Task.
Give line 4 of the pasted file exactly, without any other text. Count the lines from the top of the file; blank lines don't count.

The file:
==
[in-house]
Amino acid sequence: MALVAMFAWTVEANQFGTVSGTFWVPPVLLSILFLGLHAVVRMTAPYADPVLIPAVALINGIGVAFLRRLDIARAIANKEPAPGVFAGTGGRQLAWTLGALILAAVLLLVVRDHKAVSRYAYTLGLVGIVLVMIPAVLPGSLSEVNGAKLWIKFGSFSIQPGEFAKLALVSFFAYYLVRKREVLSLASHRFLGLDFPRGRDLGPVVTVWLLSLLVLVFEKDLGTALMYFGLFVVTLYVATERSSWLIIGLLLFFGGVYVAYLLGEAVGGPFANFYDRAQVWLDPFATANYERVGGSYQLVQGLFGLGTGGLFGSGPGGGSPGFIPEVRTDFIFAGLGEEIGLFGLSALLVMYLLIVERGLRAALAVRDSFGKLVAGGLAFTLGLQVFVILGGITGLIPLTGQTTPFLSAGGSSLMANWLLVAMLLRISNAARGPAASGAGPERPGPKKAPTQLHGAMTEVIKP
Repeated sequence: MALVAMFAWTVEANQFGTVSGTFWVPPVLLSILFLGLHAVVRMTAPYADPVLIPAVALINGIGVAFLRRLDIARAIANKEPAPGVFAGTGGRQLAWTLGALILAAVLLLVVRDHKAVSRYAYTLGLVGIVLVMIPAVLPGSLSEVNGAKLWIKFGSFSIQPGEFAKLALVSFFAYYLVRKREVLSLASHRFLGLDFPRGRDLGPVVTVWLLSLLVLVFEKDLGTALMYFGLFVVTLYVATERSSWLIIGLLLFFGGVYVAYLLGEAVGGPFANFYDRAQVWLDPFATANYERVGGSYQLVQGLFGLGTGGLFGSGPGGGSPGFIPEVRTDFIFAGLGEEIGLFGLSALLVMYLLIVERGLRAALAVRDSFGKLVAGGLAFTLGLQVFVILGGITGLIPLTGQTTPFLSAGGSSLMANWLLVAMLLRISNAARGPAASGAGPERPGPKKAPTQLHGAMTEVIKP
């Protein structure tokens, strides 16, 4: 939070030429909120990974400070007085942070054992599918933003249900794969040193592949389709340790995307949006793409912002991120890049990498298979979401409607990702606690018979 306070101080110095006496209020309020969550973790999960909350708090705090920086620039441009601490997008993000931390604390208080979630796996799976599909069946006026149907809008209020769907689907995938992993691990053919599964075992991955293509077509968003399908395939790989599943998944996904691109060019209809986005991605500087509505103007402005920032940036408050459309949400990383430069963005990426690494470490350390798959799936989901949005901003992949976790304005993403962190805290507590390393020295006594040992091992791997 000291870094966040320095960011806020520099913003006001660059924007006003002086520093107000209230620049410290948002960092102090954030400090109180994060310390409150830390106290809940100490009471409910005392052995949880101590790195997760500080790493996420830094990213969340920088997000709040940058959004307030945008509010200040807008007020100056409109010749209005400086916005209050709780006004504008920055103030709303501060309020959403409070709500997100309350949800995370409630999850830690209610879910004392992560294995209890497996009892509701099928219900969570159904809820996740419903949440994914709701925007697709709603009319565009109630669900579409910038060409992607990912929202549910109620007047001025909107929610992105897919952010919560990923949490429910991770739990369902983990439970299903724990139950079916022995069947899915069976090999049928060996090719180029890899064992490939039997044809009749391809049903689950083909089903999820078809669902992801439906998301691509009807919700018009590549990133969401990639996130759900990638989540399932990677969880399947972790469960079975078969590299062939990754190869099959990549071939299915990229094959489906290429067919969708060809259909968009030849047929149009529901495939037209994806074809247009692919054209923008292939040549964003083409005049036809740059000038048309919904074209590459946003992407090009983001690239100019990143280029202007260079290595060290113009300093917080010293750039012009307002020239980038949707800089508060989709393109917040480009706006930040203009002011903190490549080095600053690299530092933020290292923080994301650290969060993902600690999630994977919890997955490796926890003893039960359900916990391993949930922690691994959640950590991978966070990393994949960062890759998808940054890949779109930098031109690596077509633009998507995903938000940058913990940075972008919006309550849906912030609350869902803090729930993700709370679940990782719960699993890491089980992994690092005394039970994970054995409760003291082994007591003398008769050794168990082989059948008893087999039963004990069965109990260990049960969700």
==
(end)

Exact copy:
């Protein structure tokens, strides 16, 4: 939070030429909120990974400070007085942070054992599918933003249900794969040193592949389709340790995307949006793409912002991120890049990498298979979401409607990702606690018979 306070101080110095006496209020309020969550973790999960909350708090705090920086620039441009601490997008993000931390604390208080979630796996799976599909069946006026149907809008209020769907689907995938992993691990053919599964075992991955293509077509968003399908395939790989599943998944996904691109060019209809986005991605500087509505103007402005920032940036408050459309949400990383430069963005990426690494470490350390798959799936989901949005901003992949976790304005993403962190805290507590390393020295006594040992091992791997 000291870094966040320095960011806020520099913003006001660059924007006003002086520093107000209230620049410290948002960092102090954030400090109180994060310390409150830390106290809940100490009471409910005392052995949880101590790195997760500080790493996420830094990213969340920088997000709040940058959004307030945008509010200040807008007020100056409109010749209005400086916005209050709780006004504008920055103030709303501060309020959403409070709500997100309350949800995370409630999850830690209610879910004392992560294995209890497996009892509701099928219900969570159904809820996740419903949440994914709701925007697709709603009319565009109630669900579409910038060409992607990912929202549910109620007047001025909107929610992105897919952010919560990923949490429910991770739990369902983990439970299903724990139950079916022995069947899915069976090999049928060996090719180029890899064992490939039997044809009749391809049903689950083909089903999820078809669902992801439906998301691509009807919700018009590549990133969401990639996130759900990638989540399932990677969880399947972790469960079975078969590299062939990754190869099959990549071939299915990229094959489906290429067919969708060809259909968009030849047929149009529901495939037209994806074809247009692919054209923008292939040549964003083409005049036809740059000038048309919904074209590459946003992407090009983001690239100019990143280029202007260079290595060290113009300093917080010293750039012009307002020239980038949707800089508060989709393109917040480009706006930040203009002011903190490549080095600053690299530092933020290292923080994301650290969060993902600690999630994977919890997955490796926890003893039960359900916990391993949930922690691994959640950590991978966070990393994949960062890759998808940054890949779109930098031109690596077509633009998507995903938000940058913990940075972008919006309550849906912030609350869902803090729930993700709370679940990782719960699993890491089980992994690092005394039970994970054995409760003291082994007591003398008769050794168990082989059948008893087999039963004990069965109990260990049960969700």